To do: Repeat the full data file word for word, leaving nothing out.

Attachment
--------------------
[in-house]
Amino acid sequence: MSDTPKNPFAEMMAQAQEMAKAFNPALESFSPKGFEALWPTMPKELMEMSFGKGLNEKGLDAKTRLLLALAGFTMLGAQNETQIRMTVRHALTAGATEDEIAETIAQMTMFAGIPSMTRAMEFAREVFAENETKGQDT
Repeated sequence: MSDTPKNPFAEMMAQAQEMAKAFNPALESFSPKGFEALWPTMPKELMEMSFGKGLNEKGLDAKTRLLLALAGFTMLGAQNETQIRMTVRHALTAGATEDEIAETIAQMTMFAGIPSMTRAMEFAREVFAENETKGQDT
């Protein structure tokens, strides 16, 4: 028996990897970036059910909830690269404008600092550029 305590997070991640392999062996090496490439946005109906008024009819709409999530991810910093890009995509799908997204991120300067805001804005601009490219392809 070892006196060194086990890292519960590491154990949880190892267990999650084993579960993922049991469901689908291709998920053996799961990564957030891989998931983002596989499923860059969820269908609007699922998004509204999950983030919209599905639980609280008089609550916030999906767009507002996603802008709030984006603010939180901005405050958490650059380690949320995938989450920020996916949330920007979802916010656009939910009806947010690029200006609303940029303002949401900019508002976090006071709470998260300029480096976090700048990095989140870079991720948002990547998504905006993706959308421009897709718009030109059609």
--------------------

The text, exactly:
[in-house]
Amino acid sequence: MSDTPKNPFAEMMAQAQEMAKAFNPALESFSPKGFEALWPTMPKELMEMSFGKGLNEKGLDAKTRLLLALAGFTMLGAQNETQIRMTVRHALTAGATEDEIAETIAQMTMFAGIPSMTRAMEFAREVFAENETKGQDT
Repeated sequence: MSDTPKNPFAEMMAQAQEMAKAFNPALESFSPKGFEALWPTMPKELMEMSFGKGLNEKGLDAKTRLLLALAGFTMLGAQNETQIRMTVRHALTAGATEDEIAETIAQMTMFAGIPSMTRAMEFAREVFAENETKGQDT
């Protein structure tokens, strides 16, 4: 028996990897970036059910909830690269404008600092550029 305590997070991640392999062996090496490439946005109906008024009819709409999530991810910093890009995509799908997204991120300067805001804005601009490219392809 070892006196060194086990890292519960590491154990949880190892267990999650084993579960993922049991469901689908291709998920053996799961990564957030891989998931983002596989499923860059969820269908609007699922998004509204999950983030919209599905639980609280008089609550916030999906767009507002996603802008709030984006603010939180901005405050958490650059380690949320995938989450920020996916949330920007979802916010656009939910009806947010690029200006609303940029303002949401900019508002976090006071709470998260300029480096976090700048990095989140870079991720948002990547998504905006993706959308421009897709718009030109059609």